During my post-lunch dérive, I saw in front of one of those monolithic apartment buildings on 57th Street a heavy-set, gray-haired woman in a T-shirt that read “Getting Old Sucks.” I wasn’t sure how depressed to become over this, to find that our voracious youth culture now bullies even its victims to adopt its characteristic medium (the slogan T-shirt) and to promote the essence of its value system. Now, one could argue that she is subverting the medium and the message, and the discomfort I felt at seeing her was testimony to how effective she was. But you could also argue that she was forced to resort to an alien, self-abnegating attempt at cool just to get someone like me to even notice that she exists at all.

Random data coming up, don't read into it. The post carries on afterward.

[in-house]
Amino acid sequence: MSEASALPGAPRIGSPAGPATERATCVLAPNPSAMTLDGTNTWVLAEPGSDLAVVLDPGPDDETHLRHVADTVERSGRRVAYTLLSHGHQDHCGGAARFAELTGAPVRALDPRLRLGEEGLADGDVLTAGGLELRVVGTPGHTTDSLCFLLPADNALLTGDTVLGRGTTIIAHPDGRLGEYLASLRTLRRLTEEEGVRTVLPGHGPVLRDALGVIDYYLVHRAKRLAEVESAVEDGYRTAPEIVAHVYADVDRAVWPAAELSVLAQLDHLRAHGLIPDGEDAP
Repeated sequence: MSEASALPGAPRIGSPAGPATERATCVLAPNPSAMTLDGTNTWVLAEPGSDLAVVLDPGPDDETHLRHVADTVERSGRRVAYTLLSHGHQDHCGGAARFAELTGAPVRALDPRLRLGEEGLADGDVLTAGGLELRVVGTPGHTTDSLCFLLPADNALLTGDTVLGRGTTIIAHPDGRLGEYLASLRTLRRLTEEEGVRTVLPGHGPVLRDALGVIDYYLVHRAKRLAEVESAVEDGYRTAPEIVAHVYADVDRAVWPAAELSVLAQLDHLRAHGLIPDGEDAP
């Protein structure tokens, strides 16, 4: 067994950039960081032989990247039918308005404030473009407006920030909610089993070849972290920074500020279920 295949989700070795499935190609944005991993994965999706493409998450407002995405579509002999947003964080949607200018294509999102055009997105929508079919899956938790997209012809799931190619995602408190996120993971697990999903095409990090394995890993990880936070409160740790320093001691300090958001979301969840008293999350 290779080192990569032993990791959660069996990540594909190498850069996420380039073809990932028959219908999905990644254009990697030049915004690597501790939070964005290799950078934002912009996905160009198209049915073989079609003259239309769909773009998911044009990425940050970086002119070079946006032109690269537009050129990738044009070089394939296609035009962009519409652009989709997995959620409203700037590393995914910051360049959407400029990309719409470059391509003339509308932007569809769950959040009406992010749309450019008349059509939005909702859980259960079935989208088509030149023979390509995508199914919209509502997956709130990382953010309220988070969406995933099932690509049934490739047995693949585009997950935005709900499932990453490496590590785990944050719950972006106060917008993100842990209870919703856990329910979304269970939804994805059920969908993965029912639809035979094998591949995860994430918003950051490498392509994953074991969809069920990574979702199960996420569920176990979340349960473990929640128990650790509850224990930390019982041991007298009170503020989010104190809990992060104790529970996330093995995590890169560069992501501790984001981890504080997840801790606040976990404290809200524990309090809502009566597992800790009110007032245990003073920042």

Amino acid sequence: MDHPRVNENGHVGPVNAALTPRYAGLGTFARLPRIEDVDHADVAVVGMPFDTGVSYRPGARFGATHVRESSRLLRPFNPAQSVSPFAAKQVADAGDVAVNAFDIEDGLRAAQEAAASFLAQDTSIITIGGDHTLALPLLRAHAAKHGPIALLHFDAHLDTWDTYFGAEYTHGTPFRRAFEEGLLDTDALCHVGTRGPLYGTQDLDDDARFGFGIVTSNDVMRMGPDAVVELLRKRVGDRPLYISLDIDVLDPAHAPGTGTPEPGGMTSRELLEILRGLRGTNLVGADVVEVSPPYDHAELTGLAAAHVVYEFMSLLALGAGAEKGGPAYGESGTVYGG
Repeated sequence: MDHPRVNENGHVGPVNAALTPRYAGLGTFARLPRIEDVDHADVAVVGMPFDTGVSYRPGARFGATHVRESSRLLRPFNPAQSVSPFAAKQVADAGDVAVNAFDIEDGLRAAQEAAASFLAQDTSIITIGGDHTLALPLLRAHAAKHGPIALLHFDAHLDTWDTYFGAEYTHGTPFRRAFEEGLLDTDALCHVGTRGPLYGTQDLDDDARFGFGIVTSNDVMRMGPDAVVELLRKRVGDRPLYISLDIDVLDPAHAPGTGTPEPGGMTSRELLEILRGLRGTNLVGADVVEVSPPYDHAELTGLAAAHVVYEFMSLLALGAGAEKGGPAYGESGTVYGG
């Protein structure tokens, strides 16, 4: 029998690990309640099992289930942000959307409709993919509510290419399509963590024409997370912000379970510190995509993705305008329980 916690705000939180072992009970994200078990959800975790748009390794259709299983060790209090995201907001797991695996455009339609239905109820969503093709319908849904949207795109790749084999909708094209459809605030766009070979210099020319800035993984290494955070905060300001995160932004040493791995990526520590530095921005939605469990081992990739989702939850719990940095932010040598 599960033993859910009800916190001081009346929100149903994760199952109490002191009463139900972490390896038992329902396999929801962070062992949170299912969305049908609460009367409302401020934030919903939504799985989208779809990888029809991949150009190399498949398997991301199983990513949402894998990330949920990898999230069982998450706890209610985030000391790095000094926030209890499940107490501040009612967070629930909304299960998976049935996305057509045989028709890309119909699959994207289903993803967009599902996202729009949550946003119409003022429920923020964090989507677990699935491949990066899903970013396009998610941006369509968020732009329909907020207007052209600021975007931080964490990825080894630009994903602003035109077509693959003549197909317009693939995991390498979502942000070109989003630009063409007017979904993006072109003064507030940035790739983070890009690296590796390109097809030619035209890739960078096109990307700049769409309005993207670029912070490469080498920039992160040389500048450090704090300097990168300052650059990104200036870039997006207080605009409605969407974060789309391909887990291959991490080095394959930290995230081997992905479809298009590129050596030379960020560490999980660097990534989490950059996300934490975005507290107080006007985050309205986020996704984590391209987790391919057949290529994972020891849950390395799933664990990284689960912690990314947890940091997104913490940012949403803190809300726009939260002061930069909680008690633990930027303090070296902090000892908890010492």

Youth has long ceased to be about age, being instead an all-purpose ideal posited to make consumers of all ages feel inadequate and insecure. Everyone can now be tyrannized by the pressure to be young. The old woman was no more disturbing than the baby with a cute T-shirt on, except that the baby is worse, as it evinces a set of parents with no qualms about using their own child as a cool accessory. Once, there was a dignity to the wisdom of maturity which offset the inherent appeals of youth, the freshness and innocence. Now, youth has been stripped of those qualities, made instead into a relentless prod to be better than you are, to be happier than you are, while maturity has lost all dignity, as its wisdom has been rendered useless. Knowledge is worthless, because the cycles of fashion obey no logic, adhere to no traditional notions. Cool, which is the quality youth now is advertised as possessing instead of innocence, is the anti-wisdom, offering a more direct, more effortless route to happiness than knowledge or wisdom, which it suggests will only make you old (which sucks). One doesn’t know how to be cool, one is cool. Ads make sure we know we aren’t cool, and leave us no hope but to imitate the avatars of cool they put before us. Everybody learns how to live from the media now, and from its images of the cool and youthful. The old, stripped of their former function as teachers, find themselves worse off than their erstwhile pupils, thrown back upon the cool merchants that have usurped their role, trying to learn themselves what can’t be taught, what can only seemingly be bought, but which of course can never really be possessed, even by the ad campaigners who themselves dreamed up these despotic images of the good life.